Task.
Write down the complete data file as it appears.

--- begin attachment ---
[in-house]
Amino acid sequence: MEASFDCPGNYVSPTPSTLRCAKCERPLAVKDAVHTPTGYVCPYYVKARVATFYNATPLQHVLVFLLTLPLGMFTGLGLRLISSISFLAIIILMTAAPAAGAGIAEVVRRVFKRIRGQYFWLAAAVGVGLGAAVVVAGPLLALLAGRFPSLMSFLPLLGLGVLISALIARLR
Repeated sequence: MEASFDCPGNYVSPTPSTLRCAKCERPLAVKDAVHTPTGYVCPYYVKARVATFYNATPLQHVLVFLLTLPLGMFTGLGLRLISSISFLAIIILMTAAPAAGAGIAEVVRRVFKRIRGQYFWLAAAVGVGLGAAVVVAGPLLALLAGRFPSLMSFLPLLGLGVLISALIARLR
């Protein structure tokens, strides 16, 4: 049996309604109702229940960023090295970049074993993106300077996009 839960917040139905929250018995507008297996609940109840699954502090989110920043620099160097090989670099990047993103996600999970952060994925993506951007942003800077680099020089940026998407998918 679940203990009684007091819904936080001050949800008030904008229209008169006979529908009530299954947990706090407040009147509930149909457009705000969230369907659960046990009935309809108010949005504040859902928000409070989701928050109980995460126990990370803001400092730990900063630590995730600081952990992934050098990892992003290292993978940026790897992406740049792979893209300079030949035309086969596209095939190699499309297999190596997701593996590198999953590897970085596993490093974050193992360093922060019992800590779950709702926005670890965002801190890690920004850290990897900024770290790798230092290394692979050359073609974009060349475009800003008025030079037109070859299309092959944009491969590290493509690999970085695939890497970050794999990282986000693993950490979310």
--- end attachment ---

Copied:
[in-house]
Amino acid sequence: MEASFDCPGNYVSPTPSTLRCAKCERPLAVKDAVHTPTGYVCPYYVKARVATFYNATPLQHVLVFLLTLPLGMFTGLGLRLISSISFLAIIILMTAAPAAGAGIAEVVRRVFKRIRGQYFWLAAAVGVGLGAAVVVAGPLLALLAGRFPSLMSFLPLLGLGVLISALIARLR
Repeated sequence: MEASFDCPGNYVSPTPSTLRCAKCERPLAVKDAVHTPTGYVCPYYVKARVATFYNATPLQHVLVFLLTLPLGMFTGLGLRLISSISFLAIIILMTAAPAAGAGIAEVVRRVFKRIRGQYFWLAAAVGVGLGAAVVVAGPLLALLAGRFPSLMSFLPLLGLGVLISALIARLR
């Protein structure tokens, strides 16, 4: 049996309604109702229940960023090295970049074993993106300077996009 839960917040139905929250018995507008297996609940109840699954502090989110920043620099160097090989670099990047993103996600999970952060994925993506951007942003800077680099020089940026998407998918 679940203990009684007091819904936080001050949800008030904008229209008169006979529908009530299954947990706090407040009147509930149909457009705000969230369907659960046990009935309809108010949005504040859902928000409070989701928050109980995460126990990370803001400092730990900063630590995730600081952990992934050098990892992003290292993978940026790897992406740049792979893209300079030949035309086969596209095939190699499309297999190596997701593996590198999953590897970085596993490093974050193992360093922060019992800590779950709702926005670890965002801190890690920004850290990897900024770290790798230092290394692979050359073609974009060349475009800003008025030079037109070859299309092959944009491969590290493509690999970085695939890497970050794999990282986000693993950490979310």